Facebook is scarier than drugs to parents
PARENTS are more concerned about their children’s use of social media and technology than them taking drugs, drinking alcohol or smoking, new research shows.
And cyber-bullying is their biggest fear.
Youth mental health experts said inaction by Facebook and Twitter has caused a national crisis, while top lawyers claim the solution is to regulate social media and reform the law so those injured by online hate can sue.
“These platforms are like the Wild West,” Maurice Blackburn board member Josh Bornstein said. “Children can terrorise other children, people can set up accounts in your name or my name and then spew bile all over the internet, send out neo-Nazi or antiMuslim hate or content in support of ISIS and encourage people to be attacked and the sites have been notoriously slow to act or failed to act at all over a number of years now.
“As soon as Facebook has its first lawsuit from someone injured by cyber bullying or cyber hate, that would have a massive impact.”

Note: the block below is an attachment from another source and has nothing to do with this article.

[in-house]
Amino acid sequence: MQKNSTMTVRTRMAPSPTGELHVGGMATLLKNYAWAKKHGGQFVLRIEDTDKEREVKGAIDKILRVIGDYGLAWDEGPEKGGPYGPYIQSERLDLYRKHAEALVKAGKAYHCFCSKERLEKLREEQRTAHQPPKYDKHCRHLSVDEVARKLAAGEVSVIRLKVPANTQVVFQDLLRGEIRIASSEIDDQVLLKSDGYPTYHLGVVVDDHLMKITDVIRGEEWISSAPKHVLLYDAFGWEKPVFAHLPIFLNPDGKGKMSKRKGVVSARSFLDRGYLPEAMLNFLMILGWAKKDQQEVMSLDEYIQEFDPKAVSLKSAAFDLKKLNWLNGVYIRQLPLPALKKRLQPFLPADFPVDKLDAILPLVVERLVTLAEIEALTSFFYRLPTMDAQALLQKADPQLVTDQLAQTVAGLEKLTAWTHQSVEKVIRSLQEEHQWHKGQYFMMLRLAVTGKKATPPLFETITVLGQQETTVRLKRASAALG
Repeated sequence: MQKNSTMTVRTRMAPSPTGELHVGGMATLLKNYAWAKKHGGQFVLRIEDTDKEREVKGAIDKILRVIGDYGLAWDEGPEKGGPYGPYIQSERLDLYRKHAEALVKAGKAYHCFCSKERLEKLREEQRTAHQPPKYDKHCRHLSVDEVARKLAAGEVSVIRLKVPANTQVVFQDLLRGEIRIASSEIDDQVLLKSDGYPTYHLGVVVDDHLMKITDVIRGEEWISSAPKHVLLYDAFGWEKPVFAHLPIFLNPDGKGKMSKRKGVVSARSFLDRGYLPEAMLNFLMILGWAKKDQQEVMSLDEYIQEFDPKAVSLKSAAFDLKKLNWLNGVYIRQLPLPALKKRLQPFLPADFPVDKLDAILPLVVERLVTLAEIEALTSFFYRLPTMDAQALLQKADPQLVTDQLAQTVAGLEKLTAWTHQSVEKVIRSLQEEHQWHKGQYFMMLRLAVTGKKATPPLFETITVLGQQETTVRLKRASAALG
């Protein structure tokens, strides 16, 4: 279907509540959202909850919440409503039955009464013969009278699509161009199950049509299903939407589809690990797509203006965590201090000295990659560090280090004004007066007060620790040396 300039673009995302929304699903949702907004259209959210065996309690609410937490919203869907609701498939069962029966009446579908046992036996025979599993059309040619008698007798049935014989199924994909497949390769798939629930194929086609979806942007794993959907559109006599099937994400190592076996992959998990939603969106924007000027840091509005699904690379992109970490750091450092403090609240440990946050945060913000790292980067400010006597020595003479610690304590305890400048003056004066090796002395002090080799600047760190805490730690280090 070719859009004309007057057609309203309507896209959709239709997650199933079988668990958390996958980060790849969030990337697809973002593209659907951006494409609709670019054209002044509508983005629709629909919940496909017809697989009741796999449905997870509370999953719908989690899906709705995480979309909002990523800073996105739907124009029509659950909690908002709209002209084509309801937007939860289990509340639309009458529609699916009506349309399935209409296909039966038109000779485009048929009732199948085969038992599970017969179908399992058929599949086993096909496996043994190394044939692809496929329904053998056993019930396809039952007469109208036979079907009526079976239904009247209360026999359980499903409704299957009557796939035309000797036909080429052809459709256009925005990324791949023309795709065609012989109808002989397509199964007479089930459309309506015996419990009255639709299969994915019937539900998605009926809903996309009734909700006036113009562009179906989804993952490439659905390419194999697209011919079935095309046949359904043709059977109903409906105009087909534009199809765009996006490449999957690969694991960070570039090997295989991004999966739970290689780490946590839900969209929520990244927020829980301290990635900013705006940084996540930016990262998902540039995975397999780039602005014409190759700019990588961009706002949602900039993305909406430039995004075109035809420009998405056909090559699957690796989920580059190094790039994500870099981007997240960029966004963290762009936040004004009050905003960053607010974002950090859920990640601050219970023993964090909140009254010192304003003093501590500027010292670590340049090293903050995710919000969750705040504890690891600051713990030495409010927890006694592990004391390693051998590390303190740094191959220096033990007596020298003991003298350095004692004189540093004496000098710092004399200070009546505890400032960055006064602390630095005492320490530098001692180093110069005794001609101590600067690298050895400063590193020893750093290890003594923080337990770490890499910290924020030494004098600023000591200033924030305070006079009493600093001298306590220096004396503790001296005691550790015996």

Youth mental health service ReachOut believes community safety is under threat due to the negligence of Facebook and others.
ReachOut CEO Jono Nicholas said the social media platforms’ technology had made it too easy for bullies to harass.
“This is a national crisis,” he said. “It is a real issue for every parent raising a teenager now.” New research by ReachOut reveals more than 40 per cent of parents are either extremely worried or very worried about their children’s exposure to social media and technology. Only 25 per cent hold similar fears about alcohol, drugs and smoking.
The results come from an Australia-wide survey of 890 parents with at least one child aged 12-18.
A Facebook spokesman said it would work with ReachOut on addressing concerns. “We constantly listen to feedback and innovate to keep people safe by introducing new features and tools,” he said.
A Twitter spokesman said it had “taken major systemic steps” to improve the platform.